“Blue Smoke,” the new single by industrial rock band Fotocrime, sounds like a rave taking place in a noisy factory. Underneath robotic synth lines and cacophonous guitar playing, mechanical drums and a scowling, metallic bass line provide a steady groove that would inspire even the dreariest souls to stir.
Photo from Silver Lining Music
Starting with its first LP in 1996, Plays Metallica by Four Cellos, the Finnish band Apocalyptica has spent its career reimagining metal music from a neoclassical standpoint, a perspective responsible for the group’s one-of-kind sound. Now, nearly a quarter century removed from its initial Metallica tribute, the band’s latest effort, Cell-0, marks a notable return to origins for the quartet, which consists of three unconventional cellists and a heavy metal drummer. Continue reading Apocalyptica confronts the unknown equipped only with instruments and song names on new full-length, Cell-0
With the decade soon coming to a close, 2019 offered the last chance for musicians to capture the cultural and emotional zeitgeist of the 2010s, as well as, set the tone for music to come in the 2020s. Over the past year, radio powerhouses such as The Black Keys and The Raconteurs reemerged from hibernation, newcomers such as Black Pumas, Brittany Howard and Jade Bird all created lasting power in the public eye, Future and Earl Sweatshirt dropped solid projects amidst a relatively quiet year in hip-hop, and collaborations such as Better Oblivion Community Center and The Highwomen elevated their lesser-known members to new heights.
In a time of widespread anxiety and uncertainty, when one chapter of the 21st century is turning into the next, the following 10 artists delivered albums this year that made sonic explorations and artistic statements indicative of where music is heading in the next decade while sounding perfectly at home in 2019. Continue reading Top 10 Albums of 2019
Photo from Weyrd Son Records
Way Station, the new album from Brooklyn industrial punks Pop. 1280, is a fitting title. It marks a new chapter for the band not only in material, but in its creative dynamic.
In the three years since the group’s last release, 2016’s Paradise, the band lost two key members with the departures of its drummer and synth player, leaving singer Chris Bug and guitarist Ivan Lip to figure out ways to fill the sonic voids their former bandmates left behind. Continue reading Pop. 1280 reemerges with a new lineup on Way Station, an ominous, psychological thriller of a record
Photo Courtesy of American Dreams Records
To interpret a piece as celebrated as Claude Debussy’s La Mer is a bold undertaking for any musician, even those as accomplished as Tosconini, Bernstein or John Williams. And further, to successfully adapt it into a different style of music comes with its own set of challenges.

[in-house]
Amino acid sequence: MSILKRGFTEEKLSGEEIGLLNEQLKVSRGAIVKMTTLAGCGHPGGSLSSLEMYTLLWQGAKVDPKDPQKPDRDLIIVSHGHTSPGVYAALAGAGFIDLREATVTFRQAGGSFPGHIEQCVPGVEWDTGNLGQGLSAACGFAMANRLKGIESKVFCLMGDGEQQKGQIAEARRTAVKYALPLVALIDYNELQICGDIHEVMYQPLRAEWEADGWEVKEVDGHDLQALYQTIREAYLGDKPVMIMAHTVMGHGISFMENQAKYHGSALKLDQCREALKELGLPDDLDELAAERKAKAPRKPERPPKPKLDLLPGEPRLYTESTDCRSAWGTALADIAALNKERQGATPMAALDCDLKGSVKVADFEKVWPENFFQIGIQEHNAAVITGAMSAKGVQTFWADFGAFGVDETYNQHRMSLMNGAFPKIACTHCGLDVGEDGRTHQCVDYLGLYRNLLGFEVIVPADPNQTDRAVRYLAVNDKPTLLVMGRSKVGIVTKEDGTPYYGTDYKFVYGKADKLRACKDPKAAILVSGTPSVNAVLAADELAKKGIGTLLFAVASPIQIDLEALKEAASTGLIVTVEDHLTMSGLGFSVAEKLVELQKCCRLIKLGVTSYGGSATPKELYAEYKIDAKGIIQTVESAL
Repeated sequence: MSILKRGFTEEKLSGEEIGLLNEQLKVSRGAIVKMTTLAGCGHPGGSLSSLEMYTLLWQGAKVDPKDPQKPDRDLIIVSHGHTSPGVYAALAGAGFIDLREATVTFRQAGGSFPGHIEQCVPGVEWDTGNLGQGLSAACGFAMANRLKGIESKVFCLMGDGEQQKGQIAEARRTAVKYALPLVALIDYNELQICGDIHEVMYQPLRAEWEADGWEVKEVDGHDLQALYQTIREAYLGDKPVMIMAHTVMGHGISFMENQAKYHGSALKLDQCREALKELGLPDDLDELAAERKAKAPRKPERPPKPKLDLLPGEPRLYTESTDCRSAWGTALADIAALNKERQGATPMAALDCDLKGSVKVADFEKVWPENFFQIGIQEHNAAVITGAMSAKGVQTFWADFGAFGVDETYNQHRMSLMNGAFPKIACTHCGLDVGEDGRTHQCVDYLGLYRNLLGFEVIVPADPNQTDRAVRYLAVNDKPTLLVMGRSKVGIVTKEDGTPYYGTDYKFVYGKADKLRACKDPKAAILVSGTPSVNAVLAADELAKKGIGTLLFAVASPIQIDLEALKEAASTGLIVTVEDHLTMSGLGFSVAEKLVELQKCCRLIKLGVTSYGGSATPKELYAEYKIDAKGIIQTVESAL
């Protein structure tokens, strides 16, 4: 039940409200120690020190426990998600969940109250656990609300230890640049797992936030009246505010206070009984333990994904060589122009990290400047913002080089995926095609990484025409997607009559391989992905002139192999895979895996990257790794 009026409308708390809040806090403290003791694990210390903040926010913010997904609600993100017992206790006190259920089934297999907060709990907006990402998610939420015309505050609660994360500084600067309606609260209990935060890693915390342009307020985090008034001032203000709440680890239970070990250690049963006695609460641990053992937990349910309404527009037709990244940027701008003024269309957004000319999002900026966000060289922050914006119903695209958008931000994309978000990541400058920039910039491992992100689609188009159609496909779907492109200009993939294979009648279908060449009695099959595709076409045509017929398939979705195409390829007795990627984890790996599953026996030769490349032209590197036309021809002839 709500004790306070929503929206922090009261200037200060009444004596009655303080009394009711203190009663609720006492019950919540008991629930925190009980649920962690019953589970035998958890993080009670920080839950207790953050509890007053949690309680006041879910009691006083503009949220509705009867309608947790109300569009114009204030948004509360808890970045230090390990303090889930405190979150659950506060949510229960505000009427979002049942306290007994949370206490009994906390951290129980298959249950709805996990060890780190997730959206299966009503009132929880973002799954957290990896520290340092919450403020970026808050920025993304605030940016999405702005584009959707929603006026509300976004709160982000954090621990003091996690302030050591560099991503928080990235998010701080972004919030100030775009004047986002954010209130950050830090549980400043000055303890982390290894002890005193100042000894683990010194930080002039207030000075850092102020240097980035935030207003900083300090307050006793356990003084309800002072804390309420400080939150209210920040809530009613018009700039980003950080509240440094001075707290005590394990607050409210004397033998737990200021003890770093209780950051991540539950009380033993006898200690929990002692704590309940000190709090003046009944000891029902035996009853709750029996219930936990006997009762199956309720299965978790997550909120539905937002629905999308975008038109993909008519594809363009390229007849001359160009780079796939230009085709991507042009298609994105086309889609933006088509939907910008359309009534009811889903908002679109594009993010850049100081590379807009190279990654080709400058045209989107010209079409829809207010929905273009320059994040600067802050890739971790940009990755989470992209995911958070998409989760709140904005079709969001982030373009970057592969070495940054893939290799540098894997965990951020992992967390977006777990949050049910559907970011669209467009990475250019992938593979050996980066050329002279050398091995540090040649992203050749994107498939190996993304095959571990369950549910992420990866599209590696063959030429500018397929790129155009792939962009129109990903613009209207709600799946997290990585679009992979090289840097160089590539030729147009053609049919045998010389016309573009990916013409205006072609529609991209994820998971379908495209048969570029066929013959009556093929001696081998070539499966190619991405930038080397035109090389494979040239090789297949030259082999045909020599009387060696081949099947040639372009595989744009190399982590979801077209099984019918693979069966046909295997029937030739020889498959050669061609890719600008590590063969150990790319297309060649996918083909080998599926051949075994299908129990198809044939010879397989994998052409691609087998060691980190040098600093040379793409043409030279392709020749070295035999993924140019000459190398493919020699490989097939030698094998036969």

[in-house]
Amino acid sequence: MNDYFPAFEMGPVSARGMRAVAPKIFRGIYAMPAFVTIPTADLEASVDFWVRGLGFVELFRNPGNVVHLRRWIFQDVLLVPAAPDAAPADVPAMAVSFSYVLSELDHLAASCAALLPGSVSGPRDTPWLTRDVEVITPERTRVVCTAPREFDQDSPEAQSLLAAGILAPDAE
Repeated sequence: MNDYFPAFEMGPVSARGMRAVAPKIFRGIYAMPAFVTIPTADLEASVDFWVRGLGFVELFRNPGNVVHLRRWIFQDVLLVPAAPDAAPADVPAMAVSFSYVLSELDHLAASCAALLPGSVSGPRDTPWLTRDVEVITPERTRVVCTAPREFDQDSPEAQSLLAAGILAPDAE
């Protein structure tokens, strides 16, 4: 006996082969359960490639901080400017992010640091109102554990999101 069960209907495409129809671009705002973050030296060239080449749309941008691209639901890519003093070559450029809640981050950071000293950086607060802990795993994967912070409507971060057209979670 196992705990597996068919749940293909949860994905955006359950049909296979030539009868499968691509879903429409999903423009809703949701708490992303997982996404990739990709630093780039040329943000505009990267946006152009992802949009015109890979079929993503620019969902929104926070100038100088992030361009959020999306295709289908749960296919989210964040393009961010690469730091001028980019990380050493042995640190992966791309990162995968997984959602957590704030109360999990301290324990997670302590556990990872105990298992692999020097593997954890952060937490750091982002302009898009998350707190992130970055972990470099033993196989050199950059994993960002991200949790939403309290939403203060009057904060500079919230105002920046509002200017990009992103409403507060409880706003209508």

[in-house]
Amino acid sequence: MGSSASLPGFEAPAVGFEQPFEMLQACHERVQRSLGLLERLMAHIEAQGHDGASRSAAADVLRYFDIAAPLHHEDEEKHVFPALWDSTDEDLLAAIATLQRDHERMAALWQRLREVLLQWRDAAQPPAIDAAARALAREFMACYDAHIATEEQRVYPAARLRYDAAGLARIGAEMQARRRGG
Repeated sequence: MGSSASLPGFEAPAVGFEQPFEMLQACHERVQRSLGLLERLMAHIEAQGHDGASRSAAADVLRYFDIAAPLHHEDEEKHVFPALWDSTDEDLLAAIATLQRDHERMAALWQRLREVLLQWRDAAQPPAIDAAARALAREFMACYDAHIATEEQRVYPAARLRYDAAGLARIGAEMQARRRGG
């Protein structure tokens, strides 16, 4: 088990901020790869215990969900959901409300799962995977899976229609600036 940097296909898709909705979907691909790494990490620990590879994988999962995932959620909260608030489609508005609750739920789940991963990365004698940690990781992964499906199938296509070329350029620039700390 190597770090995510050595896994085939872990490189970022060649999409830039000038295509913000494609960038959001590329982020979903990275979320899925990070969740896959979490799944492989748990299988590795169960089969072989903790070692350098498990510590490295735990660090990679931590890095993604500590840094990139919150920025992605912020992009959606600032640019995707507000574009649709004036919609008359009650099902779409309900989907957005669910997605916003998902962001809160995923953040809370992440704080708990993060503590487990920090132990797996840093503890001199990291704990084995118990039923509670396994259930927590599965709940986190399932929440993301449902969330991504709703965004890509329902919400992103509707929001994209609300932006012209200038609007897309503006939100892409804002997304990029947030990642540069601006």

But the decision by Forest Management, the Chicago-based music project of John Daniel, to sample and recontextualize the famous symphonic sketches into an ambient double LP feels wholly appropriate. After all, Debussy valued sound and texture over melody and progression much like today’s ambient artists. “There is no theory. You merely have to listen,” Debussy once said. “Pleasure is the law.” Continue reading Forest Management explores the formidable landscape of night on its new classically-inspired double album After Dark
Photo from Manifesto Records
In the age of the smartphone, if a musician was to test out new songs and ideas in front of a live audience, then, like clockwork, videos would be posted online for everyone to see and post comments. And even if the songs weren’t played live, there’s always the possibility of demos being leaked and downloaded, which has happened to dozens of musicians this century. But, back in 1968, the pre-internet world allowed for artists to take bigger risks in performances without fear of backlash from music bloggers. Continue reading Tim Buckley: Live at the Electric Theatre Co. 1968 provides another compelling touchstone in mapping out the masterful singer-songwriter’s stylistic progression
Don’t you hate it when the band you leave the house to see isn’t the headliner?
You pay for the bigger act just to catch a shorter set with second rate set design and a crowd with only half its heart into it. But despite all those inherent drawbacks, Knoxville quintet Whitechapel played a tight and versatile supporting set at Mr. Smalls Theatre on Monday that was as formidable as it was sincere, featuring a good portion of the band’s career-best seventh album The Valley. Continue reading Concert Review: Whitechapel at Mr. Smalls Theatre, Millvale, PA (Oct. 28)